The annual session originally was titled “The Changing Nature of School Board Governance and Leadership,” but the AASA audiences knew it would be another edition of “The Dan and Anne Show.” (Billing is reversed at NSBA’s conference.) And while that changing landscape was covered during the 60 minutes, the informal conversation also served as an overview of Bryant’s NSBA career.

Bryant, who was the executive director of the American Association of University Women prior to coming to NSBA, said she is proudest of three things during a 16-year tenure that will end with her retirement in September:

The Key Work of School Boards, an eight-part framework for governance launched in 1999.

• The creation of the Center for Public Education, created in 2006 to “translate research that’s not Democrat, not Republican, not spin, but telling the truth in public education.”

• The organization’s advocacy work on Capitol Hill. “We have a strong lobbying team,” she said. “When we send out an alert and 6,000 to 8,000 school board members e-mail their members of Congress, that’s power. And we need that grassroots advocacy now.”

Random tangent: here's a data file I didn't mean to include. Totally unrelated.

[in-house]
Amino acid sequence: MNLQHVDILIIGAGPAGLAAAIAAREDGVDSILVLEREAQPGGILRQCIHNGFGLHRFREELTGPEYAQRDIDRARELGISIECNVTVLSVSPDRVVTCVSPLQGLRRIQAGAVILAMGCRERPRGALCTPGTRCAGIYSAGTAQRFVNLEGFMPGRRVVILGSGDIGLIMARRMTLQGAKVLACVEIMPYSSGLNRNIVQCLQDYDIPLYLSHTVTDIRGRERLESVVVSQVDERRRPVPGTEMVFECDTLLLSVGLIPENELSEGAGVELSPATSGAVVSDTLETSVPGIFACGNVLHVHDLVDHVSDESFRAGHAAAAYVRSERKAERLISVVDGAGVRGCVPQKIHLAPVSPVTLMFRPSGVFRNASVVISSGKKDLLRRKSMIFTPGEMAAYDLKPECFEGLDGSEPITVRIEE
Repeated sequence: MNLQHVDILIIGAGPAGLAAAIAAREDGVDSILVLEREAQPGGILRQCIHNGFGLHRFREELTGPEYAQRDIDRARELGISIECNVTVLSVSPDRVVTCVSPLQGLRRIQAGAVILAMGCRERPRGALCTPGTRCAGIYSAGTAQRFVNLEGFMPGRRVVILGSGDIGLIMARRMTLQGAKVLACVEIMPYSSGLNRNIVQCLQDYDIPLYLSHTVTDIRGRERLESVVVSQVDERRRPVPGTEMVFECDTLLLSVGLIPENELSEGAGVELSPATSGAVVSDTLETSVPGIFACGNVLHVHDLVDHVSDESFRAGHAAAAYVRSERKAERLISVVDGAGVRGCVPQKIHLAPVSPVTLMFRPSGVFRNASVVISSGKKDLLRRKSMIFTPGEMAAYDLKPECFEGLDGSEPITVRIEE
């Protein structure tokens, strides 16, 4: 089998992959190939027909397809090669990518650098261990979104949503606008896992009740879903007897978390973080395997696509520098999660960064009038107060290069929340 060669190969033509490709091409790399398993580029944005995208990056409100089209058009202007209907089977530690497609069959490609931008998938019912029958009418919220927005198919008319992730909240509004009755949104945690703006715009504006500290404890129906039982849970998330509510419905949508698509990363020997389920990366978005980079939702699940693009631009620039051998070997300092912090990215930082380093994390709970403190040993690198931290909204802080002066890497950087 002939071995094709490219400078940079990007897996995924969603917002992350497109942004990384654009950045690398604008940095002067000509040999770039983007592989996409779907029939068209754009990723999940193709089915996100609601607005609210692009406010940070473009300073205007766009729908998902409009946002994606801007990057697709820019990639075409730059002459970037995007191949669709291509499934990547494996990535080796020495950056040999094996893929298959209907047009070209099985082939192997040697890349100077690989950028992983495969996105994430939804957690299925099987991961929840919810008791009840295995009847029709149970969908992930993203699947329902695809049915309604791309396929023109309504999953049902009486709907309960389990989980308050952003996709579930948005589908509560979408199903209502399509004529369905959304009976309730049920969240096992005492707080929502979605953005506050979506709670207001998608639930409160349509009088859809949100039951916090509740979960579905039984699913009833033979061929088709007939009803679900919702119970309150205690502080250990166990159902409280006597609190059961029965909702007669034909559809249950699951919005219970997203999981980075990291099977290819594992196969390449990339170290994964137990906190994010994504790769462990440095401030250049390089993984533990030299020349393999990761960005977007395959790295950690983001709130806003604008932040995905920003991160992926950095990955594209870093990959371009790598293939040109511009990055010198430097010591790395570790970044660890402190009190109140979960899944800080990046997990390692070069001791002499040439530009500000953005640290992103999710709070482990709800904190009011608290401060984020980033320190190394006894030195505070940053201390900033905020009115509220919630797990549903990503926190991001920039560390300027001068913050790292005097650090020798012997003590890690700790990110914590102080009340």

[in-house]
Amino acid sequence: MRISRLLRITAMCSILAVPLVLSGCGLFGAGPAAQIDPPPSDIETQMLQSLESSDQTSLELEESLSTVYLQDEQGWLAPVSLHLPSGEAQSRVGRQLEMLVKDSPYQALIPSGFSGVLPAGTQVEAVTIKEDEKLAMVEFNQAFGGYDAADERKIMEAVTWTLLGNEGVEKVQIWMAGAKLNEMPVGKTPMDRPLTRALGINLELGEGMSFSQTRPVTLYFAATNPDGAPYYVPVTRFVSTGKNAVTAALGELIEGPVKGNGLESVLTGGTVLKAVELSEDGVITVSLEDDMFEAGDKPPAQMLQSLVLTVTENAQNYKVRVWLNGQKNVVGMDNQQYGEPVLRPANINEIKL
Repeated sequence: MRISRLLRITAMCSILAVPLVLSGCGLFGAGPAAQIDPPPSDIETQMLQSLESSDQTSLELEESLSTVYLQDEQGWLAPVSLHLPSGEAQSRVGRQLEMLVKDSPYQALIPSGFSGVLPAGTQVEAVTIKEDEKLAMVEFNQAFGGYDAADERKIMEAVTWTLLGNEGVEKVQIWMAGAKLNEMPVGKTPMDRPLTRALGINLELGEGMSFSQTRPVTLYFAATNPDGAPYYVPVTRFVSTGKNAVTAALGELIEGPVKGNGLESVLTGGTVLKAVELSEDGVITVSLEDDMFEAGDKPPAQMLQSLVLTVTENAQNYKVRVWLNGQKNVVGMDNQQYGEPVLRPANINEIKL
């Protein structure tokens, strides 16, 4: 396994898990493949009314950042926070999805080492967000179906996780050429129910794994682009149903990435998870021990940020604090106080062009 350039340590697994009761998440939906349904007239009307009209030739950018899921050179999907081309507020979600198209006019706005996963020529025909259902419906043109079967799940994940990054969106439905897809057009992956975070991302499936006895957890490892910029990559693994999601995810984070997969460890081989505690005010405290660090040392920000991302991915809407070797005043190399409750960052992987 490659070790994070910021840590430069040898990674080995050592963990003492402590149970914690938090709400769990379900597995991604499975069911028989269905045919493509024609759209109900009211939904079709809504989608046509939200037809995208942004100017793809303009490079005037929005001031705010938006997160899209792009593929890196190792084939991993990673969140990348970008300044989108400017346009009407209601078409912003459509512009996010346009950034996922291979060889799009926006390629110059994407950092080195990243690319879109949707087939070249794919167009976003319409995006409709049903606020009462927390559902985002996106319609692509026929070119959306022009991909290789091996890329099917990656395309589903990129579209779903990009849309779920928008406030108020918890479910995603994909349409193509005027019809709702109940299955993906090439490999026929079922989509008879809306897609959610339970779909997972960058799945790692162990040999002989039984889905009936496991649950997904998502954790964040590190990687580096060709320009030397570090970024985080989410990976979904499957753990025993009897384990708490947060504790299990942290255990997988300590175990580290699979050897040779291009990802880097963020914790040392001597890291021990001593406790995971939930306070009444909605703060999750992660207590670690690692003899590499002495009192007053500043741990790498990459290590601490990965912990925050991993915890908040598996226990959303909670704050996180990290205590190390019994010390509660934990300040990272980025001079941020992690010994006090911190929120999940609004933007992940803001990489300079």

Both Bryant and Domenech expressed concerns with Congress’ failure to reauthorize the Elementary and Secondary Education Act as well as increased “federal intrusion” into local schools.

“It’s awful. It’s terrible,” Bryant said of the politics that have seeped into public education since she came to NSBA in 1996. “It’s gone from bantering to bickering, from back slapping to back stabbing, and there’s a meaner sense out there. … On my pessimistic days I wonder if we’ll ever get a good reauthorization of ESEA. On my good days, I think we might.”

Domenech agreed with Bryant that “clearly we’re at a point where politics is doing more harm than good.”

“A lot has to do with the fact that the politicians who are trying to lead the charge of education reform are not focusing on the very things they value,” said Domenech, who was superintendent of school districts in New York and Virginia prior to coming to AASA in 2008.

Other highlights from the session:

• Bryant discussed her interview with the search committee, which was seeking a successor to Thomas A. Shannon. “I said I wanted to know if they were an organization that was about defending school boards or an organization that wants to make school boards more effective, and they asked me to leave the room,” she said.

“When I was asked to come back in the room, the committee members said, ‘We’ve been an organization about defending school boards. We want to be an organization that’s about effective school board governance.’ And the board has never waivered from that. They have been absolutely committed to the concept of effective governance, and that is what has driven me and driven our board.”